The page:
Protip: Don't tell someone how terrible their work is and how you think it reflects upon them as a person. Try giving them a few positive comments as well. And maybe just leave all of personal attacks out in the first place. Check out the video for a more in-depth walk through.
|4th Grade||Language Arts|
|Elementary and Middle School||4th Grade|
That's not exactly the most helpful feedback in the world. [Not helpful stamp]
Luckily we've got some pointers to help you improve your feedback.
Pointer number one?
Remember to think about the whole.
If someone's asking you for feedback about an assignment, that assignment probably has [Teacher giving a class an assignment]
So, think about how well the writer's work lines up with that purpose. [The task is 'Do X' so the girl just writes X on a piece of paper]
For example, if the assignment was to write a funny story,
and they gave you a picture that makes you wanna cry, then something probably went wrong. [Girl looks at a sad picture and cries]
As you're reading, try to stay focused on the thoughts that come to you naturally, and [Dino pointing at a blackboard]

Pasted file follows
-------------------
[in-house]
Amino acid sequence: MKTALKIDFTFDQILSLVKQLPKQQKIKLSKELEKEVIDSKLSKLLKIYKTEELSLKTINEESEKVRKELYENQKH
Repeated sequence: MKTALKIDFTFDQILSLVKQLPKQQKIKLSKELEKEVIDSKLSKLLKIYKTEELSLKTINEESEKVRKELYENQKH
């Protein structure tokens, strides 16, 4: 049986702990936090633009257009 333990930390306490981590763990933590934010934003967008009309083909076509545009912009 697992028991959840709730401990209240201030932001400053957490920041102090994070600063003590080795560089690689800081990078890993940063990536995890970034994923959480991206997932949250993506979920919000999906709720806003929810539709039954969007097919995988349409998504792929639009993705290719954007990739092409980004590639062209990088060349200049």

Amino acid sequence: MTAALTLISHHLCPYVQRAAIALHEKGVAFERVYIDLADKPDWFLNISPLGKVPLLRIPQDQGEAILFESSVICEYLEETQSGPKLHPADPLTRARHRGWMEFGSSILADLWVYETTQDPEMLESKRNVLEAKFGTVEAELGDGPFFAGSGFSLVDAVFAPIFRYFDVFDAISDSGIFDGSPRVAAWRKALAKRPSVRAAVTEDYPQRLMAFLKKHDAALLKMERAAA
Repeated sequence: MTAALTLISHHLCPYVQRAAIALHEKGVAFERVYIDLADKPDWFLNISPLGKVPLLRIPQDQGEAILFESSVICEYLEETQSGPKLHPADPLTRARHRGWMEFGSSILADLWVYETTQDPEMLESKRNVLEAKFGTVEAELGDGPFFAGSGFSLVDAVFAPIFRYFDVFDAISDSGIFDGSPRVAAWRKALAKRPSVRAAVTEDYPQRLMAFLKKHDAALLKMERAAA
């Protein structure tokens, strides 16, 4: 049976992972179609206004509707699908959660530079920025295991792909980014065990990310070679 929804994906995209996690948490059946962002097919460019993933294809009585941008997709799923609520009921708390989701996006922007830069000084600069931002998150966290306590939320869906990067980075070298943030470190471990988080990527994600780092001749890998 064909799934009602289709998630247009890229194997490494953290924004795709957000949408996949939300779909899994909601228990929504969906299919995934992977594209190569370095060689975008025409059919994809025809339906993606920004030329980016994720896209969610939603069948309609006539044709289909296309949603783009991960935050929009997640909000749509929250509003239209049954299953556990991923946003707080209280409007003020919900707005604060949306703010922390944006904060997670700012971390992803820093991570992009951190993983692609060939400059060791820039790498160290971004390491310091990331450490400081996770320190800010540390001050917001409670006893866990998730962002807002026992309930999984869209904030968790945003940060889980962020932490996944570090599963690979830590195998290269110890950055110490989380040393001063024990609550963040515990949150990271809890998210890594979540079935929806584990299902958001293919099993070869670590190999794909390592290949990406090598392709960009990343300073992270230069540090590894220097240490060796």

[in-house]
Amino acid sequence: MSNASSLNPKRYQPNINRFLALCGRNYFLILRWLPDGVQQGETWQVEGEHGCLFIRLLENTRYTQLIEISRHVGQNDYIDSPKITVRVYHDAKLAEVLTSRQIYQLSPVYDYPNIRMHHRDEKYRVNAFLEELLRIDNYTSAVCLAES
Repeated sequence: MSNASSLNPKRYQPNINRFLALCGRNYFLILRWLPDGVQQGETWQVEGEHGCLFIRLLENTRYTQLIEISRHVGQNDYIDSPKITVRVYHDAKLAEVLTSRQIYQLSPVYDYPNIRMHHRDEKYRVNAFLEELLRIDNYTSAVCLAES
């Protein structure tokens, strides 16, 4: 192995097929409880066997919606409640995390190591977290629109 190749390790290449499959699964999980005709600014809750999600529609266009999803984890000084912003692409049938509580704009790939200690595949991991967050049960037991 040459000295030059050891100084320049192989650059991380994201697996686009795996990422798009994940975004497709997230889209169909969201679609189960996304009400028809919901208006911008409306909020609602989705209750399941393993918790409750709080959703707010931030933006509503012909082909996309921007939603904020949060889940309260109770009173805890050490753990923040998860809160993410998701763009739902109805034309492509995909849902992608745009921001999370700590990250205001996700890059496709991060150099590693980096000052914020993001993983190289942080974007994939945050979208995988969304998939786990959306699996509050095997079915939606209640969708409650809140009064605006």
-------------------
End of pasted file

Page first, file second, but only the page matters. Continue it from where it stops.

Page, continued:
be sure to write them down.
For instance, maybe you stumbled at a certain part. [Guy trips on a comma]
Note where, and try to figure out what caused the confusion.
This kind of feedback can be a great opportunity for the writer to get a good look at what
goes on inside the reader's head…
…without resorting to brain surgery. [Guy about to open a mans head]
Pointer three: it's a good idea to try to add something.
As you're reading, it might occur to you that the text could benefit from something more: [Girl reading a paper]
maybe another idea…
…a different example
…a nice turn of phrase
…or even a quotation from an expert. [Thought bubbles appearing with ideas]
Whatever it is, be sure to pass it along to the writer, because writing's a lot easier [Ideas landing on the writers desk]
when good ideas just fall into your lap.
And last but not least, pointer four!
Sure, you're the one who's supposed to be giving the feedback,
sometimes asking a question as simple as: "What were you thinking here?" can really [Girl asking the boy questions]
get the gears turning… [Gears in the boys head turning]
…and the writer can come up with a solution to a problem they didn't even know existed. [A lightbulb appears on his head]
And that's it!
So…how's about it?
Have any feedback for us?
…Don't hold back.
We're…brave….ish… [Dino looks annoyed that he only got 4 stars feedback]